The shifting identity of “homeness,” like that of “placeness,” may be indicated by the contrasting audience responses to the remainder of the exhibition. According to gallerist Susan Bridges, the provocative painting of a highball-glass-carrying woman checking her mailbox in “Mid Morning” elicited reactions ranging from insult to identification. “Coffee Time,” on the other hand, seemed to delight the opening-night crowd. Aubrey has drawn small portraits of friends and neighbors on the sleeves of a series of differently sized carry-out coffee cups, and pieces with titles from “Tall Melissa” to “Venti Meg” have frequently been bought by the women portrayed.
It’s the ultimate spin on the differently generic genre that began with Renaissance portrait painting, and it makes for a lighthearted end to a show that has more than a few moments of unease in it.
Art review: Rich but overwrought “Contemporary Figure” at Swan Coach House Gallery
by Felicia Feaster
There’s so much going on in “The Contemporary Figure: New Trends in Narrative Painting and Sculpture” at Swan Coach House Gallery, such an overwhelming cacophony in the show’s exploration of the figure as an expression of interior states of mind, that viewers would be forgiven for feeling a little overstimulated. I left needing a cold compress.
Between the frenzied color schemes of Stephanie Jackson’s magical realist paintings, the visual delirium of Art Rosenbaum’s wonderful rendering of the explosive mindscape of Howard Finster’s Paradise Gardens, and the thespian effusiveness of Kirsten Stingle’s New Agey ceramics of despondent girl-Pierrots, the overarching impression is of a curator with a good idea veering into the overkill zone.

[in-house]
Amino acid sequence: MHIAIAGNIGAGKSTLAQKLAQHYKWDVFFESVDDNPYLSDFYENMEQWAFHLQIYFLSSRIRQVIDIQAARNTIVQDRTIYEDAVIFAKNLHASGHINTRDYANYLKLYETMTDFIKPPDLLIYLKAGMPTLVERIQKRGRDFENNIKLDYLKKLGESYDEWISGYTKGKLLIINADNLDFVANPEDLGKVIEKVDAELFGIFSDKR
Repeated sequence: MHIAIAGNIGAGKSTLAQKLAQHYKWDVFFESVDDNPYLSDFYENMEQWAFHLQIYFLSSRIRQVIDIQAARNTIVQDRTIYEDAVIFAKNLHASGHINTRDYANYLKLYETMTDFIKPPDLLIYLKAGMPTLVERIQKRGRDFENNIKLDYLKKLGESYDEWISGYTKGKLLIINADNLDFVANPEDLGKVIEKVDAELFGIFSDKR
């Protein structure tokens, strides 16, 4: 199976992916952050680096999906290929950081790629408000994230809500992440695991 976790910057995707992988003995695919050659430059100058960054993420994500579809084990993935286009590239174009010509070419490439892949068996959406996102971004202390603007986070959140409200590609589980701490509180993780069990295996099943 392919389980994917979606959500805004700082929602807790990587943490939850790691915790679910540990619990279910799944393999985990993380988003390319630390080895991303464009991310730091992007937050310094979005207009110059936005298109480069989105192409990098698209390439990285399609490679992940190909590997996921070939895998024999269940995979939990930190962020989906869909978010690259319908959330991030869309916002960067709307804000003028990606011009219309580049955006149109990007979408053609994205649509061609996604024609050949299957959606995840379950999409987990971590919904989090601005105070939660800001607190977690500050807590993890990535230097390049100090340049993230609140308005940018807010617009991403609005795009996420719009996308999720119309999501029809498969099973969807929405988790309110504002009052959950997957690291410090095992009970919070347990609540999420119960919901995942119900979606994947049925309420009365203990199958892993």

Some of the artists on view become more interesting within curator Marianne Lambert’s framework. Tony Hernandez, one of Atlanta’s wonder-boy successes, looks timid next to the hysteria surrounding him. His prototypical child figure in “Message Board” is captured in a sea of empty space. The child suggests a kind of alter ego or displacement of the artist, dwarfed by an enormous unpainted universe, the dilemma of every artist creating work within a vast expanse of possibility.
Always a standout, Meg Aubrey’s work, which at times can feel emotionally remote, here looks positively fervid and as psychological as filmmaker Todd Haynes’ “Safe,” in part because of Aubrey’s piquant, mischievous point of view. In “Lost,” she has captured one of her typical sunglasses-shrouded suburban warriors clutching frou-frou gift bags, lost in a terrible sea of her own creation: a parking lot filled with SUVs. Her confusion — or perhaps it’s blind panic (her glasses reveal nothing) — is captured in the enormous frame of an SUV’s side mirror, which further mocks her plight.
Where Aubrey captures suburban angst and the existential wail of parking lots and cul-de-sacs, Terry Rowlett’s endearingly weird narrative paintings — a kind of lower-boil fabulism suggestive of local Charles Keiger — propose a hipster mind-scramble in his portraits of the black-clad set adrift in portentous landscapes littered with ravens or promising biblical rain showers.
Rowlett’s “Awaiting the Flood” is what happens when biblical lore and hipster DIY collide. The painting captures the kind of non-sequitur encountered on many a gambol into the Southern countryside: a cool young woman cooks over an improvised grill in a back yard ornamented with felled trees, plastic chairs and a brand-new boat propped on stilts in anticipation of some deluge.
The painting, both matter-of-fact and surreal, is on the subtler end of the spectrum on display here, which also accommodates the more floridly weird and apocalyptic work of Scott Belville, who shares a similar interest in the dire prophecies of old-time religion.
Overall, a little psychology rendered on canvas and in clay goes a long way. “The Contemporary Figure” doles out massive portions. There is some splendid work and some that is so overwrought it makes the covers of paperback fantasy novels look understated. Through April 16.